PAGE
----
Saturday, May 30, 2020 | 12:31 p.m.
Editor’s note: The following column was co-authored by Rabbi Sanford Akselrad of Congregation Ner Tamid, the Rev. Catherine Gregg leads the Episcopal Diocese of Nevada, Jolie Brislin is the Nevada regional director of the Anti-Defamation League, the Rev. Gard Jameson chairs the Interfaith Council of Southern Nevada, and Imam Mujahid Ramadan of Masjid As-Sabur.
It was a terrible week for this country in so many respects: the horrific reality caught on video of George Floyd being murdered in police custody, a reporter of color and his crew being arrested for doing their job covering the unrest that’s emerged, and finally a white woman in Central Park calling 911 and falsely accusing a black man of harassing her.
All of this horror is occurring while the entire country continues to reel (and vulnerable communities even more so) from the health and economic impacts of the pandemic.
George Floyd’s death has cast a spotlight yet again on one of our primary social ills, racism, a terrible virus perhaps even more frightening than COVID-19.
Racism is not spread by a mysterious microbe, but by the prejudice, bias and bigotry that lies hidden in our hearts, awaiting our personal acknowledgement and transformation. Every time we think we have taken a step forward, it seems we fall two steps back.
Rioting and further violence is clearly not the answer. The riots reflect peoples’ pain and frustration, the fact that they are not being heard. This wound must be healed, again and again, rapidly, until the virus of racism is totally eradicated and replaced by a compassionate heart. How many times must the bandage of calm be ripped away until we heed Dr. Martin Luther King’s call that we judge all by the content of their character and not the color of their skin? At what point will we at last heed Dr. King’s appreciation that injustice for one is injustice for each and every one of us?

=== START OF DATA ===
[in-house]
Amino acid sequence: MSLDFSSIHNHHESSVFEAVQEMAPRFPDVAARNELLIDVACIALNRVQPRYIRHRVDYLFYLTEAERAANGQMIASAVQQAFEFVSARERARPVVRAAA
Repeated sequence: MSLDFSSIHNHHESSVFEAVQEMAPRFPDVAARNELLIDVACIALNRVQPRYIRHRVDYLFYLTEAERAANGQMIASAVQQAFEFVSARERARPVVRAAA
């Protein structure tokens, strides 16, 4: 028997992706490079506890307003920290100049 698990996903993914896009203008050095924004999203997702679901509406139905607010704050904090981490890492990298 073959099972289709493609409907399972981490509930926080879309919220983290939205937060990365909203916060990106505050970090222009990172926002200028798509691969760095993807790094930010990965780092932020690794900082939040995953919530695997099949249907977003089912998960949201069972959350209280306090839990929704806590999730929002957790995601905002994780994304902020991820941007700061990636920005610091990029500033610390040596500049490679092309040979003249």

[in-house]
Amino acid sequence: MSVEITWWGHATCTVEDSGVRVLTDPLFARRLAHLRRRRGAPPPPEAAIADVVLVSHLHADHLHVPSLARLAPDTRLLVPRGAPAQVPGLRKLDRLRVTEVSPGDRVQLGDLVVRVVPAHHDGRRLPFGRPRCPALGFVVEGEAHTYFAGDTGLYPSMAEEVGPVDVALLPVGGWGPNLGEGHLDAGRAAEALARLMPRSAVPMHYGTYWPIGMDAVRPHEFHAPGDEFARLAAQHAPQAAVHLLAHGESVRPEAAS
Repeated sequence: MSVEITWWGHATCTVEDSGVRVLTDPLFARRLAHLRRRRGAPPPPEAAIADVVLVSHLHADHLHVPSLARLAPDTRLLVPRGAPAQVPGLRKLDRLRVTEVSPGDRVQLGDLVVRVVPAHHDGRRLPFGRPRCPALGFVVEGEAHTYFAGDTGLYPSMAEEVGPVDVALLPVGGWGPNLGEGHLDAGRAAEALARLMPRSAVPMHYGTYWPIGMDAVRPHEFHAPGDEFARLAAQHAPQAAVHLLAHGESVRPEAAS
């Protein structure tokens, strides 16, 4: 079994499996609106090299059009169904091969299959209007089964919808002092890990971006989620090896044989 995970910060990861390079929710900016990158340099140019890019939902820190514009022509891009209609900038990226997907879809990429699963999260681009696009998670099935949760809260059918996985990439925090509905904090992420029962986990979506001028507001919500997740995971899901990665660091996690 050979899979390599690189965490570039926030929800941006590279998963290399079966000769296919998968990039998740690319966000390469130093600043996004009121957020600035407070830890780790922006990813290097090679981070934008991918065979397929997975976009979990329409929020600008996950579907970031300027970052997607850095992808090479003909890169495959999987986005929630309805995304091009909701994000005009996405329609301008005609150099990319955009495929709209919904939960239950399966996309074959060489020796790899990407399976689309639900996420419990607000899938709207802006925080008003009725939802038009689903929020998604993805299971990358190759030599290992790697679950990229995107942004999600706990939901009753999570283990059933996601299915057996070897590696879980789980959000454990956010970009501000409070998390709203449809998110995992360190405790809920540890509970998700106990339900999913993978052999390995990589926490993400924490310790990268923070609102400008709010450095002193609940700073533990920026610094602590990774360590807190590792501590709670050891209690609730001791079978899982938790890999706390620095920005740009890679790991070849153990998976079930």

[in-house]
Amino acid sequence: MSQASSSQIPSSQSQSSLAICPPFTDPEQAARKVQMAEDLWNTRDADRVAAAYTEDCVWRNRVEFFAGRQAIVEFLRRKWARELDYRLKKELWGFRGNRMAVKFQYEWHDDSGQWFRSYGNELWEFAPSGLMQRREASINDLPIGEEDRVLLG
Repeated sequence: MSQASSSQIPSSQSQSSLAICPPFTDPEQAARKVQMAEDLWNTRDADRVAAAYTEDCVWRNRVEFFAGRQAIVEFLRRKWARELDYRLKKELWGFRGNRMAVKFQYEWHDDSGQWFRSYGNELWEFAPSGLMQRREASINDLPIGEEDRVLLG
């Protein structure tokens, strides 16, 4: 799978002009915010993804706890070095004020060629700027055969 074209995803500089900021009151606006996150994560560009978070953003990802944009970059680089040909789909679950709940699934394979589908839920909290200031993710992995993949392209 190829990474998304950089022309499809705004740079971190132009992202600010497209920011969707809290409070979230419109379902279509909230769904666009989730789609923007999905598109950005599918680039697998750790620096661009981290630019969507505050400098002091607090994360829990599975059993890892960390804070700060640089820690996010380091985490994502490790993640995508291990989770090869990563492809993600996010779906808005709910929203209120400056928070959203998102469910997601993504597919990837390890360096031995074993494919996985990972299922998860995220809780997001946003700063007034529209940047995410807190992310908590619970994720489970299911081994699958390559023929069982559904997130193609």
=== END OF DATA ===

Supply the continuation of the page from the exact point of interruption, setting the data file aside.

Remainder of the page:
We are heartbroken by the cold-hearted murder of George Floyd. America in 2020 is still the place where black men, women and children are regularly murdered by the people who have vowed to protect them. It is the place where Hispanics are persecuted. While the vast majority of our law enforcement agencies do abide by the principles of justice and compassion, these events should awaken that voice which declares, “Enough!”
We call upon all people of conscience and faith to use our voices, our feet, our dollars to defeat the insidious voices of racism, homophobia, xenophobia and all forms of bias at the polls, in our homes, within our places of worship and within our community, both locally and globally.
We ask for prayers and thoughts for the Floyd family, the Scott family, the Rice family, the Gray family, the Brown family and so many more. We ask for all of us to step up our personal vigil against prejudice wherever it raises its deadly head, and to help transform that emotion into compassion.